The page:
Less than 100 poker players have won three bracelets sanctioned by the WSOP, founded at the old Binion's Horseshoe in Vegas in 1970. (It's now held at the Rio All-Suite Hotel and Casino.) Only 43 ever have won a fourth, which Cada is trying to accomplish this week. In short, he's putting together a Poker Hall-of-Fame resume, even though he's 10 years from even being eligible to be on the ballot.
"(Nine) years ago I called you the luckiest player in poker history!" poker legend — and notorious grump — Mike Matusow wrote on Twitter early Thursday morning. "(Nine) years later you have all my respect!"
Those all-in shoves back in 2009, with low pocket pairs, were considered anywhere from loose (nice) to reckless (not so nice).
His play at this year's Main Event has garnered him a ton of respect, especially considering he was down to 9,000 chips — from a 50,000 starting stack — all the way back on Day 2, and has kept steadily climbing, all the way to a seven-figure payday.
At the feature table Wednesday, he folded several pocket pairs preflop, including nines (which, coincidentally, is a hand that holds special meaning, given that was what he was holding in the final hand of the 2009 Main Event — hence his Twitter handle, @cada99). In another, he dumped ace-queen.
Two hands, though, really stood out, including one all-in bluff — he had nothing and his opponent had a pair of kings but folded.
"You had me sweating my ass off," Cada later told that opponent, Australia's Alex Lynskey.
That hand showed some serious skill and moxie from Cada.
Another huge hand was the result of a bit of luck — but hey, that's poker. Cada was all-in pre-flop with ace-six of hearts, to his opponent's ace-10 off-suit. Cada hit the flush on the river.
"We have seen a champion's heart from him more than once," ESPN analyst Norman Chad said on Wednesday's broadcast.
Cada, amazingly, was the pick of another ESPN analyst, Lon McEachern, to win the Main Event. That pick was made before the tournament started, and McEachern and Chad joked how bad the pick was on Day 2, when Cada was running on fumes. Now, it looks like a potential brilliant prediction.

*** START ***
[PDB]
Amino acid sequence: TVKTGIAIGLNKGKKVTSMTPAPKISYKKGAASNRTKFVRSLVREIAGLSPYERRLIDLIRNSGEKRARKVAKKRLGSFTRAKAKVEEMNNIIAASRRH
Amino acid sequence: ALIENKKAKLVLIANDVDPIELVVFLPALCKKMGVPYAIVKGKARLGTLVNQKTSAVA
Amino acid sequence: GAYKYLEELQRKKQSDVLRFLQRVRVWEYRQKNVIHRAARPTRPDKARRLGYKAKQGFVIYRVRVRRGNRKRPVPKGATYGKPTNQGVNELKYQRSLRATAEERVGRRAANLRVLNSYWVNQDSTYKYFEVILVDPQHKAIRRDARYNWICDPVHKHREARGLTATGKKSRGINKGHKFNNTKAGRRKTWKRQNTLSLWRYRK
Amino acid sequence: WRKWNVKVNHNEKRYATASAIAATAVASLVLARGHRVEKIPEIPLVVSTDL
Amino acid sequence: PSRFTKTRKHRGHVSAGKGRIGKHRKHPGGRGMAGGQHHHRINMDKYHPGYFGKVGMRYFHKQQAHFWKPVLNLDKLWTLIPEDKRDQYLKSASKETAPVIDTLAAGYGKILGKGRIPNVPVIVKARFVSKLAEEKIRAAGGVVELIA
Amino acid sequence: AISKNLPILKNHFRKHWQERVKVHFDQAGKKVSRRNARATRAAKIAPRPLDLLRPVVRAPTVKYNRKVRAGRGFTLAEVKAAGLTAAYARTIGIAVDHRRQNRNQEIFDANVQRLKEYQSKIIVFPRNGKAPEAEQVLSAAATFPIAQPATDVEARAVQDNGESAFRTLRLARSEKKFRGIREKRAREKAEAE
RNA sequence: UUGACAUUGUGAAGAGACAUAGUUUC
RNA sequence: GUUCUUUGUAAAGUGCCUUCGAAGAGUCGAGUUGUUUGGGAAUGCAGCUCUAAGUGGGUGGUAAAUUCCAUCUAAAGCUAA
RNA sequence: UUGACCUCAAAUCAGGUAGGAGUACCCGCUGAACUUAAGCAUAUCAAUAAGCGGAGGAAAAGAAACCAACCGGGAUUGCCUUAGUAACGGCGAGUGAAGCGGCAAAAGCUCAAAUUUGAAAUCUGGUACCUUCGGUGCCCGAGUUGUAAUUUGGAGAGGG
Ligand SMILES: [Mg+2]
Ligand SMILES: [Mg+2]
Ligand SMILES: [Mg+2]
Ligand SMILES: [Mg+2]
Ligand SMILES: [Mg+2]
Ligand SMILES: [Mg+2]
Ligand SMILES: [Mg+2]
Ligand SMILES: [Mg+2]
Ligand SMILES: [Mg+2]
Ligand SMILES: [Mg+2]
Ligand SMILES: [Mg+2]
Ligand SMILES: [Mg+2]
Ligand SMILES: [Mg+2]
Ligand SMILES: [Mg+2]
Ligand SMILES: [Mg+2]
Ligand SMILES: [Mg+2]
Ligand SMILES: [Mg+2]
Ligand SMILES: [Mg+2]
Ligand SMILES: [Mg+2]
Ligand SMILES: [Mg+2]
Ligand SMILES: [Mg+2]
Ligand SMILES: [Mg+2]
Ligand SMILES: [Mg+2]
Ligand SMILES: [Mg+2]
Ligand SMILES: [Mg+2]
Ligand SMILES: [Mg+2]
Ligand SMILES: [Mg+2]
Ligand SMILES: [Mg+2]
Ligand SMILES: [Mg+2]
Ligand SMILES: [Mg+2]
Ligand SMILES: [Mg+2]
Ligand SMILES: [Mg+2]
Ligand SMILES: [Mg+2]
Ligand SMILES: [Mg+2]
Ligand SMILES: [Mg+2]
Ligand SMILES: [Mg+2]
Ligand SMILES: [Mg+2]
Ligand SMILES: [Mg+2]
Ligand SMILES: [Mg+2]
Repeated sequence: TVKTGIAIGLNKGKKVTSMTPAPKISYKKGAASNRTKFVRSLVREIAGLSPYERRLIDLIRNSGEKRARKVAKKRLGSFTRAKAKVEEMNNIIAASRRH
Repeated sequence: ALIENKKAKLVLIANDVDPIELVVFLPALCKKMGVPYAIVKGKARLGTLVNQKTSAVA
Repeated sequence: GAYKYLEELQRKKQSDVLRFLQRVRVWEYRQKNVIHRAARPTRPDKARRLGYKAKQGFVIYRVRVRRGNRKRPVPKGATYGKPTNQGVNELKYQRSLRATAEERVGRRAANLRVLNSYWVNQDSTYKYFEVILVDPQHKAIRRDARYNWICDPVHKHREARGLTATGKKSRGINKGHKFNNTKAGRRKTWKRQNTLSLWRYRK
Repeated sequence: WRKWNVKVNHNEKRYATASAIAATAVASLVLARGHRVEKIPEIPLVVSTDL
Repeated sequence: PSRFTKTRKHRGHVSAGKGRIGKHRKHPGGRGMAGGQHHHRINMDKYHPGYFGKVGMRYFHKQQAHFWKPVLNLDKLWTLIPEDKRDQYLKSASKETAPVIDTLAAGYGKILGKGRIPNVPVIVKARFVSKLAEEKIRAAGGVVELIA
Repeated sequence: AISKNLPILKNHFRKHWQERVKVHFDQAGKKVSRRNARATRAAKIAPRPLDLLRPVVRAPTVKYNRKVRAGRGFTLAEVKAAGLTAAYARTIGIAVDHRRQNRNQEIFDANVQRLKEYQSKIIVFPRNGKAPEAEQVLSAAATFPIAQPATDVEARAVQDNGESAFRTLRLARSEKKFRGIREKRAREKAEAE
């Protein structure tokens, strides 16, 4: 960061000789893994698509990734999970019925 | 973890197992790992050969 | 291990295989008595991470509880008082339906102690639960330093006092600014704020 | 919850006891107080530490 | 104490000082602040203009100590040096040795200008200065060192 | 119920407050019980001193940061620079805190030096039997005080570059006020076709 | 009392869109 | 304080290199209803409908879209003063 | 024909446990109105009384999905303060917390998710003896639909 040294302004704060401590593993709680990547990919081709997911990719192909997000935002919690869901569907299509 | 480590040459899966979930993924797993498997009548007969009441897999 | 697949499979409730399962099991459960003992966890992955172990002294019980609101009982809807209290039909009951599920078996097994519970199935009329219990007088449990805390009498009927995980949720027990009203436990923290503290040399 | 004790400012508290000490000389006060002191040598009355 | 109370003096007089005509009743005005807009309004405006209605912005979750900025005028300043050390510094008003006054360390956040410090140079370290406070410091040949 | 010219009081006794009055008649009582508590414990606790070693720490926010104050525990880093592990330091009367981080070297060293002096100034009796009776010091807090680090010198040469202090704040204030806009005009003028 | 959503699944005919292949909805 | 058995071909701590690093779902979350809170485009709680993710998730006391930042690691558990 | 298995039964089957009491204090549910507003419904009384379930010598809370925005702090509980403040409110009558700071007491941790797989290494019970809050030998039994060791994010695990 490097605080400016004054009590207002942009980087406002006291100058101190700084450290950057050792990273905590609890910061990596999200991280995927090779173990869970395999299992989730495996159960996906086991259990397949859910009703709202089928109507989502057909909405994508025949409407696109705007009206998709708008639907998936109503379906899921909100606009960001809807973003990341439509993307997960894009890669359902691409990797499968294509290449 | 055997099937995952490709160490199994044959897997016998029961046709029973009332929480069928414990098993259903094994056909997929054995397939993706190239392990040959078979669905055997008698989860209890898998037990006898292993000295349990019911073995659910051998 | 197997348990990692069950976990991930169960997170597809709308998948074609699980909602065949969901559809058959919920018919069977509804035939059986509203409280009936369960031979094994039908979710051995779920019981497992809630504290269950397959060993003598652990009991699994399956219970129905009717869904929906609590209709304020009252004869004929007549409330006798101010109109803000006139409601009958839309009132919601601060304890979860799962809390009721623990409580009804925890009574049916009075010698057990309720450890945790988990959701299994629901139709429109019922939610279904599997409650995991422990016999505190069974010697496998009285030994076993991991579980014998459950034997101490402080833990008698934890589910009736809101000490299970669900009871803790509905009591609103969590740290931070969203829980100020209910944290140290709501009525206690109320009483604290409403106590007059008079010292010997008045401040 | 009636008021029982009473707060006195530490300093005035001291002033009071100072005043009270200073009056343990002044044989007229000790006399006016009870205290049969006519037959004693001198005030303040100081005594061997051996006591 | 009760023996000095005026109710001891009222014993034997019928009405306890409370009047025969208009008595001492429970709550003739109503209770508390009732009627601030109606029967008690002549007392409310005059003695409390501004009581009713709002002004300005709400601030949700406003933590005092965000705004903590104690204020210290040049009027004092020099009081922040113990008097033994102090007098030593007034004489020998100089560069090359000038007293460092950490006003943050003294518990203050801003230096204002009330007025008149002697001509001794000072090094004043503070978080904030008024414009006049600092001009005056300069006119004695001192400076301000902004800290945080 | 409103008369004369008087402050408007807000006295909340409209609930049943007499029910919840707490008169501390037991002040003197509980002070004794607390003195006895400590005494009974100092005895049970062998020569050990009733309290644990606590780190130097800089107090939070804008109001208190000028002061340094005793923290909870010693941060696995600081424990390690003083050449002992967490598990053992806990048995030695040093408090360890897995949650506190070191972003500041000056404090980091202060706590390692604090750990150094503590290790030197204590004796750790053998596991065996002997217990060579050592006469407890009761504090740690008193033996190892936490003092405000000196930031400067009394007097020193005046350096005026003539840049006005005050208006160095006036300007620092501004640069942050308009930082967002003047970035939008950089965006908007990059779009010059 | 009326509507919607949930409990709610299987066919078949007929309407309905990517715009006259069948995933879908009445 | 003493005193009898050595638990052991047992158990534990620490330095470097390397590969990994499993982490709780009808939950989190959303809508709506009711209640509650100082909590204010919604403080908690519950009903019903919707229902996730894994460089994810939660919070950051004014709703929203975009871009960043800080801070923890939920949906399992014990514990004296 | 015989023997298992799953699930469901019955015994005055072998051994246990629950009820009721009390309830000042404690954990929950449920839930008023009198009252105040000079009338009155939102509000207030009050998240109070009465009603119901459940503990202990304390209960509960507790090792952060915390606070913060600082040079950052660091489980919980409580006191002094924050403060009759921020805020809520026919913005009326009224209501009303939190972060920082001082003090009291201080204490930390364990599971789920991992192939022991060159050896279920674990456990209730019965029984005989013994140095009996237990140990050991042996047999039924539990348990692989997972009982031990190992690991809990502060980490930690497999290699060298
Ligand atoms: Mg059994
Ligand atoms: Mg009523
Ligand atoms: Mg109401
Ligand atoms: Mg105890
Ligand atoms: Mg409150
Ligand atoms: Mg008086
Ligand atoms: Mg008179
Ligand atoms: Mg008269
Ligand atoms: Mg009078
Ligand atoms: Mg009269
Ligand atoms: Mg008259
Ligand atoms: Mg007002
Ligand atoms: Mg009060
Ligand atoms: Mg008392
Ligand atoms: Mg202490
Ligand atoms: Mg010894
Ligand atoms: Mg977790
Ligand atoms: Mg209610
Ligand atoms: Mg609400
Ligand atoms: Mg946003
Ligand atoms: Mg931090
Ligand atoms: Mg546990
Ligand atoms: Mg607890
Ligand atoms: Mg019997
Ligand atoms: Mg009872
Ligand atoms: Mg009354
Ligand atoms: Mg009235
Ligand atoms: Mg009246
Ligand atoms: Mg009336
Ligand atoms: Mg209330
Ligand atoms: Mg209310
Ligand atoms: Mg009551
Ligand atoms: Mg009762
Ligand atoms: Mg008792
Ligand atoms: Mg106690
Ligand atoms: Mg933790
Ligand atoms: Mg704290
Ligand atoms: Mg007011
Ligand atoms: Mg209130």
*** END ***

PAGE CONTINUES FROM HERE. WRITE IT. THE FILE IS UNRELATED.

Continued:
Only four men have won two Main Events — Doyle Brunson, Johnny Chan, Johnny Moss and Stu Ungar. The largest field anyone of them beat out was 312. The smallest was six.
Cada beat out 6,494 in 2009, and there are 7,874 entrants this year, with first place paying $8.8 million. All things being equal — they aren't, of course, as Cada's poker skills clearly are superior to most of the Main Event players — the odds of winning two Main Events in this era are anywhere from more than 100,000-1 to several million to 1, depending on whose math analytics you want to go by.
Every final table member this year is guaranteed at least $1 million, pushing Cada's career tournament earnings past $11 million, eighth all-time. Another Main Event title would put him second, all-time, in earnings, behind only Antonio Esfandiari, whose over $21 million, with $18 million from one win.
The Main Event will go from nine players to six on Thursday, six to three on Friday, with a champion Saturday.
"'The Kid,'" said Chad, of ESPN, "could become 'The Legend.'"